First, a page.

Networx

Posted by Jordan Laio | Sep 20, 2010

Container Options for Container Gardens

Go beyond pots and planters with these great ideas.

Container gardens can be an outstanding landscaping addition in their own right, and they are also a great help to those with limited space or unfavorable yard soil. They are commonly used for flowers, but are just as easily used to grow trees, vegetables, and herbs. They are more convenient in many ways than working with plants connected to the earth. If it's too hot or too cold, too sunny or too shady, you have the option of simply moving your plants elsewhere. Did you get wait-listed at the community garden? So start growing some cherry tomatoes on your porch! But what options are there besides the traditional terra-cotta, half-barrel, and plastic containers?

Traditional Strawberry Jar

Photo: University of Minnesota Extension


This is a planter with multiple openings around its sides in addition to its top. Not only are they beautiful, but they enable efficient growing of strawberries or flowers or herbs. If you do grow strawberries, keep in mind that they are perennials, which means they will keep growing year after year if you take proper care of them. Along with tomatoes, strawberries are one of those crops that, when home grown and freshly picked, has no comparison to what you find in the supermarket.

Hanging Basket


Hanging baskets are an easy way to enhance the atmosphere of your yard and are excellent for flowers. They should be lined in order to prevent the soil from running out. Moss is traditional, but shade cloth and other matted materials work very well. Choose plant varieties that will hang down the sides of the basket.

Half Round Baskets


These cousins of the hanging basket are also great space savers and add an attractive break to an otherwise visually boring wall or door. They are also best used for flowers.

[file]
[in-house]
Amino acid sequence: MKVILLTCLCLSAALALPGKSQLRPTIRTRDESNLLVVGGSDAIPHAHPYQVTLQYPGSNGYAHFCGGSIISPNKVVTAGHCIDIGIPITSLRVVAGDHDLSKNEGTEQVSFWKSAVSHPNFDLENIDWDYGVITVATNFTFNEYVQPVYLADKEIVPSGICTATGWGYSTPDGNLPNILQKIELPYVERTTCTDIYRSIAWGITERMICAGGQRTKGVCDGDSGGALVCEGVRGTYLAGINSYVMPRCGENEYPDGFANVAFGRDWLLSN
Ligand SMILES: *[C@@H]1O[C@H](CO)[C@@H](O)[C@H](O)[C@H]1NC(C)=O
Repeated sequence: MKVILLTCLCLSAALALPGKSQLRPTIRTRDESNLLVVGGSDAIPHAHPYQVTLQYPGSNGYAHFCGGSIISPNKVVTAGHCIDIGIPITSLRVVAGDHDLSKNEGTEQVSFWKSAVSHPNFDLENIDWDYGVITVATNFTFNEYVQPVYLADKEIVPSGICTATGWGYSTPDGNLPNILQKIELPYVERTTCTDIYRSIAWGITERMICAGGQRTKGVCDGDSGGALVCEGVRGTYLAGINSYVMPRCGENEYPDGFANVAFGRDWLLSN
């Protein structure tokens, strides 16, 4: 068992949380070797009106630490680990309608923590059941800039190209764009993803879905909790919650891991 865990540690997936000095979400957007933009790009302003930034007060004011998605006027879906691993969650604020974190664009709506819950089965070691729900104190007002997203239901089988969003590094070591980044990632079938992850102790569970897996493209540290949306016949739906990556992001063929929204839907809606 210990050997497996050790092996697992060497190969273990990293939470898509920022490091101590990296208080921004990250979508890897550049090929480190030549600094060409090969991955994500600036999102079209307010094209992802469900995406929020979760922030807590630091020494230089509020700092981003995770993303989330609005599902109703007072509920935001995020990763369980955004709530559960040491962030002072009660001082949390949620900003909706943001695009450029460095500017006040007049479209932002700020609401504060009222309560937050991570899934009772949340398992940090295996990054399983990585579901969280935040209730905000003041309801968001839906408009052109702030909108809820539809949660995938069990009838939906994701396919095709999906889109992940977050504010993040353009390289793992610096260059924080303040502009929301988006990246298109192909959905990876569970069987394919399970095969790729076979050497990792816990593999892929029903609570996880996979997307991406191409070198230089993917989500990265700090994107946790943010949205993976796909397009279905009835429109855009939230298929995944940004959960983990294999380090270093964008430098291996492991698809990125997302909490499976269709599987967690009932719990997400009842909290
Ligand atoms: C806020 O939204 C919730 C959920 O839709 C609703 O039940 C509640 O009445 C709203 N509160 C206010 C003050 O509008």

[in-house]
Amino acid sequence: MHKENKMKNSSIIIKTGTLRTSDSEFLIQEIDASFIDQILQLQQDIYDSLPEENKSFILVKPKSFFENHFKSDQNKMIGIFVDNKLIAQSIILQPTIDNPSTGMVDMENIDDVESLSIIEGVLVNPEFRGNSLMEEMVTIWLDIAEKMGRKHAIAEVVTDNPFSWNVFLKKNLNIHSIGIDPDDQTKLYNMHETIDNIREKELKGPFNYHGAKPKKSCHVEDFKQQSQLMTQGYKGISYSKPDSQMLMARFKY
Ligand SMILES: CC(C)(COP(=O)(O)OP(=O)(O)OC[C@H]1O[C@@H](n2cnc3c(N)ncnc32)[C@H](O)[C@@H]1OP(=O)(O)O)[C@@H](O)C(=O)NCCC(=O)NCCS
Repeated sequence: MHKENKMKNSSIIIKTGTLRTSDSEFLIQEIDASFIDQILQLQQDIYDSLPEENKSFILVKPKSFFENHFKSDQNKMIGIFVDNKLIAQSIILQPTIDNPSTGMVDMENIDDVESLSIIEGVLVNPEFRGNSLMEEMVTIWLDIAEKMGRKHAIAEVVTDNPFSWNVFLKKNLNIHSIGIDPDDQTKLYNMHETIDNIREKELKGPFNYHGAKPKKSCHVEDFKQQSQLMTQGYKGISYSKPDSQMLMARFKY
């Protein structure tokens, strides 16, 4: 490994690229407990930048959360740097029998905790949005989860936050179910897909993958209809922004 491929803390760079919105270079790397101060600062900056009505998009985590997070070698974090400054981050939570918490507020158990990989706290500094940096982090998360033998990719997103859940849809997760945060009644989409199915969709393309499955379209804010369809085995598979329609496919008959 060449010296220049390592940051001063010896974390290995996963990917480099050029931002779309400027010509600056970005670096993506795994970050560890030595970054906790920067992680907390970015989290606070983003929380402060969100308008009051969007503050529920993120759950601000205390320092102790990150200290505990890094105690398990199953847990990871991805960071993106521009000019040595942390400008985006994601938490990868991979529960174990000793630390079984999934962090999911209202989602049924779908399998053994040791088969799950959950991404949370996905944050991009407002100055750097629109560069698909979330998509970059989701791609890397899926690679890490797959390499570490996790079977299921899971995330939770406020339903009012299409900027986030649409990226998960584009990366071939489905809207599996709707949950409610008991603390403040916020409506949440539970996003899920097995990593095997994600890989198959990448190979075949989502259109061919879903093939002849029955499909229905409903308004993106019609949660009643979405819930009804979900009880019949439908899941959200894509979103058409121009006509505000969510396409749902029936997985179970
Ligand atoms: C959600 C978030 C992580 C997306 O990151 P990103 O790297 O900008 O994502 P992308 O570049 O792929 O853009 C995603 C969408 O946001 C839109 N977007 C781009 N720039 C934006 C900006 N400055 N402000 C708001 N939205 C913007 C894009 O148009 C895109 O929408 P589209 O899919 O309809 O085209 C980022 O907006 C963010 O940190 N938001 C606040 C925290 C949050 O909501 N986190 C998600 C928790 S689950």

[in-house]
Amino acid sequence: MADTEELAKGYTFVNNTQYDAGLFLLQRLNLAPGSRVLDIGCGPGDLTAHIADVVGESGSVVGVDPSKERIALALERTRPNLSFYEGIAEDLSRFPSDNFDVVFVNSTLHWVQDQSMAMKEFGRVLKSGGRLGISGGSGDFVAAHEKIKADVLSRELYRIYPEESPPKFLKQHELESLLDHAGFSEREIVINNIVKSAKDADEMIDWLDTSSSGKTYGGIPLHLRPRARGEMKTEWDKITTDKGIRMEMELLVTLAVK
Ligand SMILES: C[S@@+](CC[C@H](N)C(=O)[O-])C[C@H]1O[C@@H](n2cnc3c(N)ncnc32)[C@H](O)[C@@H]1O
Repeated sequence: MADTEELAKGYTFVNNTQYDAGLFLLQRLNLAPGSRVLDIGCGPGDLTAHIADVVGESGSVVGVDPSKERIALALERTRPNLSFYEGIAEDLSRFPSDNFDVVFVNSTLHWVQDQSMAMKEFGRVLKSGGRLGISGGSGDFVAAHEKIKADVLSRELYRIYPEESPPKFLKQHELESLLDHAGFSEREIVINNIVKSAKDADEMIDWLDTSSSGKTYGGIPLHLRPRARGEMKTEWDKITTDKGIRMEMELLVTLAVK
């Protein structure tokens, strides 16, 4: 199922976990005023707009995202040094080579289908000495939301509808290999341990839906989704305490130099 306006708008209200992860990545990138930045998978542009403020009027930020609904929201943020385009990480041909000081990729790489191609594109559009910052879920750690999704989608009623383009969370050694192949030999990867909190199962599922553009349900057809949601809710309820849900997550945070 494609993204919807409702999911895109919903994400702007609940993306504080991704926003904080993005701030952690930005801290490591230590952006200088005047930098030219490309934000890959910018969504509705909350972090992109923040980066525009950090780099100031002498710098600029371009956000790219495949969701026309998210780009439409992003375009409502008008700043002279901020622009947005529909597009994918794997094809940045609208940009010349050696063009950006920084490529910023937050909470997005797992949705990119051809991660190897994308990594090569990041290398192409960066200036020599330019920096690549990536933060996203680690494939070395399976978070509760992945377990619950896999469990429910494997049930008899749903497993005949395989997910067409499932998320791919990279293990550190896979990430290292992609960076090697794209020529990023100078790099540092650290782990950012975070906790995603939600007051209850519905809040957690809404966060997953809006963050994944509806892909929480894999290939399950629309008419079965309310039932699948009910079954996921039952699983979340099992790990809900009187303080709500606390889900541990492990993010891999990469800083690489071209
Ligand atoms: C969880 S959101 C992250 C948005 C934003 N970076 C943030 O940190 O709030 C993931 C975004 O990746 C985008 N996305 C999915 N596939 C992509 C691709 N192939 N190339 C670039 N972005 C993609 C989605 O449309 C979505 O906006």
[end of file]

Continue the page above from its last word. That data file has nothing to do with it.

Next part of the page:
Trellises


Trellises take advantage of vertical space and can be used to break up the monotony of a blank wall. Use them to grow climbing plants in containers, like pole beans or bougainvillea. You can buy prefabricated trellises or make your own from wood scraps or bamboo. For heavy fruit-bearing plants like tomatoes and squash, use a “tomato cage” or attach a demicage to your container for the vine to climb up. 

Water Garden


With some ingenuity and not too much effort, you can have your own water garden. Use a watertight container (you can simply seal the bottom of a terra-cotta pot if you wish). Water lilies and other aquatic plants do well in still water. With more effort and investment, you can install a pump and filtration system and create your own private wetland with accompanying fish and salamanders.

When I was in college in Santa Cruz, CA, I had a friend who lived in a communal house where they filtered their greywater through a living filtration system—a bathtub-turned-micro-wetland—and then used this water for watering the yard. It was a beautifully constructed micro-wetland with cattails and other plants, and was “super green” too.

Re-purposed Household Items


In re-purposing old household items, there is the strictly functional and the visionary-and-functional. Minimally, you can save money by purchasing used containers at a thrift store or on Craigslist (where garden supplies are often given away for free) instead of new ones at your local garden center. And think twice before you throw out that old bathtub. Yes, there is a fine line between art and trash, but if done right you can create a masterpiece. Like the most famous work of Marcel Duchamp, I've seen toilets turned into planters quite tastefully (search Google for images of “toilet planter”). I even once grew a mint plant in the hollow part of a cinder block. Get creative!

Not recommended: Upside-Down Garden


While I have not personally attempted it, I've never met anyone who had good results from growing vegetables upside down. It sounds good in theory, but then again so does an ant farm.  The results are going to be disappointing in both scenarios.

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